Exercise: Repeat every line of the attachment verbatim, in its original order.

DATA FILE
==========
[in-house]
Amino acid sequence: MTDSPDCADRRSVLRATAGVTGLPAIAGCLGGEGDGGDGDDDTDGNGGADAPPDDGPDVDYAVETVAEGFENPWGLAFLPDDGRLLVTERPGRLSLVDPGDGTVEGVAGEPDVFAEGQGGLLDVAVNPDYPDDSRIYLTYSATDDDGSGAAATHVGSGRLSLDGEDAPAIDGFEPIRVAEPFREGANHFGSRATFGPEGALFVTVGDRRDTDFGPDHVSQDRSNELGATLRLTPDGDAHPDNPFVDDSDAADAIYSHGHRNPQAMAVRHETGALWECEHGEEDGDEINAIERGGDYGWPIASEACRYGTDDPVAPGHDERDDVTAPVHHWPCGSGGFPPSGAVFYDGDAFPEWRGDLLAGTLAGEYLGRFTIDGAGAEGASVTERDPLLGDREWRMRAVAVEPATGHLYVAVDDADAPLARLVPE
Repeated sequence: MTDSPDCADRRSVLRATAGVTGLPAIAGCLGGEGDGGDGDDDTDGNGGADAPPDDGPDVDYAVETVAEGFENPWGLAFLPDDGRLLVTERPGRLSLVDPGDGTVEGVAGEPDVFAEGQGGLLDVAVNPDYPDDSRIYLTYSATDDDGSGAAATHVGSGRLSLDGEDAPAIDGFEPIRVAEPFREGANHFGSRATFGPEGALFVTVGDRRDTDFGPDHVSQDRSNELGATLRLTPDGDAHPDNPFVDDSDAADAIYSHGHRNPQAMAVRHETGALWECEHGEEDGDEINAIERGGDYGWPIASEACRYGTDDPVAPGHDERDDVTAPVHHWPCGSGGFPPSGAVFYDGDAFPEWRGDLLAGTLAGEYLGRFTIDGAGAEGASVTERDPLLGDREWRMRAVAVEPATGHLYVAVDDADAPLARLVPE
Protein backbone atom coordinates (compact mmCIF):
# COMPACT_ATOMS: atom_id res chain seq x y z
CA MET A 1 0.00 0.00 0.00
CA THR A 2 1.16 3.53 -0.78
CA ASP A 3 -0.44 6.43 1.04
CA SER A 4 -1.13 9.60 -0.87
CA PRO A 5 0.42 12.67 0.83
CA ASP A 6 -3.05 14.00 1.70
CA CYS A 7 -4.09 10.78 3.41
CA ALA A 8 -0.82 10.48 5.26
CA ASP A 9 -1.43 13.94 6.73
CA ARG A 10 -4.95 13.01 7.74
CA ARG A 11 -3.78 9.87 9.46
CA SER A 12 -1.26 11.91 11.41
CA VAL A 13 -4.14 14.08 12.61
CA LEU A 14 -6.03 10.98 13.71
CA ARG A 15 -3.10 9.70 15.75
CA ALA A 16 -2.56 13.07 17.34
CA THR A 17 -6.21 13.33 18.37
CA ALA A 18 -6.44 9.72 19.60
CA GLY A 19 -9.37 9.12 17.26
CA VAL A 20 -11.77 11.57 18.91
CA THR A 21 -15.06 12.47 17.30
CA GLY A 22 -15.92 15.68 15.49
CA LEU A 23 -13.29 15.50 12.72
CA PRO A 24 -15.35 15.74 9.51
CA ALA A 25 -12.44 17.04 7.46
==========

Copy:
[in-house]
Amino acid sequence: MTDSPDCADRRSVLRATAGVTGLPAIAGCLGGEGDGGDGDDDTDGNGGADAPPDDGPDVDYAVETVAEGFENPWGLAFLPDDGRLLVTERPGRLSLVDPGDGTVEGVAGEPDVFAEGQGGLLDVAVNPDYPDDSRIYLTYSATDDDGSGAAATHVGSGRLSLDGEDAPAIDGFEPIRVAEPFREGANHFGSRATFGPEGALFVTVGDRRDTDFGPDHVSQDRSNELGATLRLTPDGDAHPDNPFVDDSDAADAIYSHGHRNPQAMAVRHETGALWECEHGEEDGDEINAIERGGDYGWPIASEACRYGTDDPVAPGHDERDDVTAPVHHWPCGSGGFPPSGAVFYDGDAFPEWRGDLLAGTLAGEYLGRFTIDGAGAEGASVTERDPLLGDREWRMRAVAVEPATGHLYVAVDDADAPLARLVPE
Repeated sequence: MTDSPDCADRRSVLRATAGVTGLPAIAGCLGGEGDGGDGDDDTDGNGGADAPPDDGPDVDYAVETVAEGFENPWGLAFLPDDGRLLVTERPGRLSLVDPGDGTVEGVAGEPDVFAEGQGGLLDVAVNPDYPDDSRIYLTYSATDDDGSGAAATHVGSGRLSLDGEDAPAIDGFEPIRVAEPFREGANHFGSRATFGPEGALFVTVGDRRDTDFGPDHVSQDRSNELGATLRLTPDGDAHPDNPFVDDSDAADAIYSHGHRNPQAMAVRHETGALWECEHGEEDGDEINAIERGGDYGWPIASEACRYGTDDPVAPGHDERDDVTAPVHHWPCGSGGFPPSGAVFYDGDAFPEWRGDLLAGTLAGEYLGRFTIDGAGAEGASVTERDPLLGDREWRMRAVAVEPATGHLYVAVDDADAPLARLVPE
Protein backbone atom coordinates (compact mmCIF):
# COMPACT_ATOMS: atom_id res chain seq x y z
CA MET A 1 0.00 0.00 0.00
CA THR A 2 1.16 3.53 -0.78
CA ASP A 3 -0.44 6.43 1.04
CA SER A 4 -1.13 9.60 -0.87
CA PRO A 5 0.42 12.67 0.83
CA ASP A 6 -3.05 14.00 1.70
CA CYS A 7 -4.09 10.78 3.41
CA ALA A 8 -0.82 10.48 5.26
CA ASP A 9 -1.43 13.94 6.73
CA ARG A 10 -4.95 13.01 7.74
CA ARG A 11 -3.78 9.87 9.46
CA SER A 12 -1.26 11.91 11.41
CA VAL A 13 -4.14 14.08 12.61
CA LEU A 14 -6.03 10.98 13.71
CA ARG A 15 -3.10 9.70 15.75
CA ALA A 16 -2.56 13.07 17.34
CA THR A 17 -6.21 13.33 18.37
CA ALA A 18 -6.44 9.72 19.60
CA GLY A 19 -9.37 9.12 17.26
CA VAL A 20 -11.77 11.57 18.91
CA THR A 21 -15.06 12.47 17.30
CA GLY A 22 -15.92 15.68 15.49
CA LEU A 23 -13.29 15.50 12.72
CA PRO A 24 -15.35 15.74 9.51
CA ALA A 25 -12.44 17.04 7.46